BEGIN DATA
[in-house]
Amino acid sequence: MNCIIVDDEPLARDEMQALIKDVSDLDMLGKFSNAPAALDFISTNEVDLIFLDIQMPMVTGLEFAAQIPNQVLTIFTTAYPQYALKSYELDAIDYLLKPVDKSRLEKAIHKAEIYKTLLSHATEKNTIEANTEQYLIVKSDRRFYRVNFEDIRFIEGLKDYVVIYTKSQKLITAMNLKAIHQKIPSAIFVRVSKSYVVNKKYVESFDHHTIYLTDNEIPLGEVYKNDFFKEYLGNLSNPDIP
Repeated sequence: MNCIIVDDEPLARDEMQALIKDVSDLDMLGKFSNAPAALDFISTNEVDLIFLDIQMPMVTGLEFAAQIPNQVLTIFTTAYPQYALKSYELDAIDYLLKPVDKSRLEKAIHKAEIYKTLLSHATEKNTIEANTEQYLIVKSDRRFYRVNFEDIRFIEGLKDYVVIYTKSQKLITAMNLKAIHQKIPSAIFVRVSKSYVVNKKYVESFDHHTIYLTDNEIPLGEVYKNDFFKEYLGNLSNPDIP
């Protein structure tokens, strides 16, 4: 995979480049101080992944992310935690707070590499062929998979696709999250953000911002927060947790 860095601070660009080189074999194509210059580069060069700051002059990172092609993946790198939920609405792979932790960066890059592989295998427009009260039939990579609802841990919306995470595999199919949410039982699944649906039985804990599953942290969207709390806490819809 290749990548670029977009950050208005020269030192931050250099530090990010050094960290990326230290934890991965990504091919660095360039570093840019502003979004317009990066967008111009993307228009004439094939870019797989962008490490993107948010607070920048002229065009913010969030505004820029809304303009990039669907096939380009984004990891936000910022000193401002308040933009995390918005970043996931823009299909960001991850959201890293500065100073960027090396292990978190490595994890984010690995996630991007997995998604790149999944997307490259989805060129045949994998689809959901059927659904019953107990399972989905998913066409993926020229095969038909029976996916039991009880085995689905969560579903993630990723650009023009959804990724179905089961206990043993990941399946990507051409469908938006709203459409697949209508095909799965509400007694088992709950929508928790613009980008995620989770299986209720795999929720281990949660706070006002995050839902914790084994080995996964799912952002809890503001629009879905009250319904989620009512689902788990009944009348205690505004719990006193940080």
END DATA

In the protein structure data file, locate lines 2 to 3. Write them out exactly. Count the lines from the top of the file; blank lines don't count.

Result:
Amino acid sequence: MNCIIVDDEPLARDEMQALIKDVSDLDMLGKFSNAPAALDFISTNEVDLIFLDIQMPMVTGLEFAAQIPNQVLTIFTTAYPQYALKSYELDAIDYLLKPVDKSRLEKAIHKAEIYKTLLSHATEKNTIEANTEQYLIVKSDRRFYRVNFEDIRFIEGLKDYVVIYTKSQKLITAMNLKAIHQKIPSAIFVRVSKSYVVNKKYVESFDHHTIYLTDNEIPLGEVYKNDFFKEYLGNLSNPDIP
Repeated sequence: MNCIIVDDEPLARDEMQALIKDVSDLDMLGKFSNAPAALDFISTNEVDLIFLDIQMPMVTGLEFAAQIPNQVLTIFTTAYPQYALKSYELDAIDYLLKPVDKSRLEKAIHKAEIYKTLLSHATEKNTIEANTEQYLIVKSDRRFYRVNFEDIRFIEGLKDYVVIYTKSQKLITAMNLKAIHQKIPSAIFVRVSKSYVVNKKYVESFDHHTIYLTDNEIPLGEVYKNDFFKEYLGNLSNPDIP